To give children the best possible start in life and learning.
Why is this an issue?
We want to ensure that all children have the very best start to their education. In 2016, the percentage of all pupils achieving a good level of development (GLD) in Stoke-on-Trent was 65.1% in comparison to a national average of 69.3%. Ward level data shows that only 11 of Stoke-on-Trent’s 37 wards managed to meet or exceed the national average, with children from Etruria and Hanley gaining the lowest scores.
The number of children eligible for pupil premium across the city exceeds the national average. However, despite high eligibility, take up of free education for 2-year-olds is below the national average by 2%. The number of 3- and 4-year-olds benefiting from early education has remained below the national average since 2008 (currently ranking 102 out of 152 local authorities).
Data shows that attendance for funded places is often patchy: 15% of eligible 3- and 4-year-olds attend less than the available 15 hours, with the majority situated in the wards of highest deprivation. There is also a correlation between poor take up of early education and pupils not achieving a GLD. For example, in Tunstall, Etruria and Hanley, where take up is poor, children achieving a GLD is at its lowest.
In Stoke-on-Trent, the number of children achieving and exceeding expected levels for early learning goals for speaking and reading (2016) shows that they again lag behind the national average. This problem is most extreme in the most disadvantaged wards. The data also demonstrates that, while some areas showed improvements over the period 2015-2017, others have fallen back. Evidence shows early language acquisition affects all aspects of children’s non-physical development. Children who are behind in language development at age 5 are 6 times less likely to reach the expected standard in English at age 11, and 11 times less likely to achieve the expected level in maths. This gap in early language development between disadvantaged children and their peers is often called the ‘word gap’.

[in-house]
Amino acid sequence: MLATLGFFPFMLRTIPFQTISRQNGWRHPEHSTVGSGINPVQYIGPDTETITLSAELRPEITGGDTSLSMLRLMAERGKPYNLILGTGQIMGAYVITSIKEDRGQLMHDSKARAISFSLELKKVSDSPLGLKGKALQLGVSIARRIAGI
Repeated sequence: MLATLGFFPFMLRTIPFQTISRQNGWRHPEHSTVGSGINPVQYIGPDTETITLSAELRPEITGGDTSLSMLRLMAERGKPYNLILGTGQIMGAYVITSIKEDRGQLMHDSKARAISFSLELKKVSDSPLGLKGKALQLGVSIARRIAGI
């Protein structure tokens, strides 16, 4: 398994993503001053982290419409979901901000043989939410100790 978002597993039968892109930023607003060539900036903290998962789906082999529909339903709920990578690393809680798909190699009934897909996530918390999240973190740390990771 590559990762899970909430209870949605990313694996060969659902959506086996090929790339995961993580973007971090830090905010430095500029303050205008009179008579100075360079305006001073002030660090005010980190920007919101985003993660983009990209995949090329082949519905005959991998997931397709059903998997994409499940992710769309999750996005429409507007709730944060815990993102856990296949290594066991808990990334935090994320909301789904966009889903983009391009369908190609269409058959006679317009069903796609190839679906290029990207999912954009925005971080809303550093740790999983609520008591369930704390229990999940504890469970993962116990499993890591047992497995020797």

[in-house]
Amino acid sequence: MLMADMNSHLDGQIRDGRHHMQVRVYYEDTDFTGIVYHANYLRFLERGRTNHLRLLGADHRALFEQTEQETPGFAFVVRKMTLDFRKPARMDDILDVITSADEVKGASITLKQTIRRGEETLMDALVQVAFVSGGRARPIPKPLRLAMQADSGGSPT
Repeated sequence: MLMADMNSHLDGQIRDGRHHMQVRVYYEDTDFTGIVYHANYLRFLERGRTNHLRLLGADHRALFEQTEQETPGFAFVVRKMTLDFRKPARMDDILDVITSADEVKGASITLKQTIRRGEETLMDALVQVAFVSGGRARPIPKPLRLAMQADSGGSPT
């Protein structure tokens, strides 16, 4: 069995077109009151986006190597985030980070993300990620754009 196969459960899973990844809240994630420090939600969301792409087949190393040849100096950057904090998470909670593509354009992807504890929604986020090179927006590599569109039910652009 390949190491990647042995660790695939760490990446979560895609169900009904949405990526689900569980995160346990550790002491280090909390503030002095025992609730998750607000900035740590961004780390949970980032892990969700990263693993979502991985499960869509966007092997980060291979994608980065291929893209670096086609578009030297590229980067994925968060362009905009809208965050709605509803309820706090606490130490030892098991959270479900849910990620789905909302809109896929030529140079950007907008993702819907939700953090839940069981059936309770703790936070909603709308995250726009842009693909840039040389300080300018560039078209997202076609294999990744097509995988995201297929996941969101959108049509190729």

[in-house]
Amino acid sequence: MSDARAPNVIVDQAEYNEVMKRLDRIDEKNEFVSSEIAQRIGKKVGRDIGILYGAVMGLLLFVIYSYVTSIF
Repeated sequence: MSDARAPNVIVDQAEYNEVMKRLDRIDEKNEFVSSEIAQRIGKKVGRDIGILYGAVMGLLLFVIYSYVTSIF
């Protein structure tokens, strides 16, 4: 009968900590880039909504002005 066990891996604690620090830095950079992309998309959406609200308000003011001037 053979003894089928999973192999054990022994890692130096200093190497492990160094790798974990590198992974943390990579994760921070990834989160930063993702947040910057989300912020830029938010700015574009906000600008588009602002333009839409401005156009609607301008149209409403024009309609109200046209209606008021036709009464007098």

What will we do?
We want to make sure that all children, regardless of background or circumstances, have a fair and equal start in life. We’ll build on progress already made to boost the number of children attaining and exceeding expected standards in the early years. Further support will ensure they gain the fundamental skills, abilities and confidence they need to make a flying start in key stage 1.
We will focus particularly on 3 areas of learning and development, speech, language and communication (SLC), Understanding the World, and literacy. This does not exclude other learning goals such as numeracy.
We aim to improve early language development and close the ‘word gap’ by extending existing, recognised and proven activity throughout the city to support the SLC of all pupils. We will ensure there is an enhanced focus on geographical areas and groups of children where SLC delay is most marked, including those children who speak English as an additional language (EAL).
To develop a richness of experience for all children, we’ll undertake an audit across the city, working with national leaders of education (NLEs), specialist leaders of education (SLEs), and our EEF Research School, to look at practice in early years teaching and learning in Understanding the World. This will have a strong focus on effective use of the pupil premium, identifying excellent practice and where more support is needed. We will draw on the City of Culture bid to increase understanding of Stoke-on-Trent’s heritage, uniqueness and place in the world.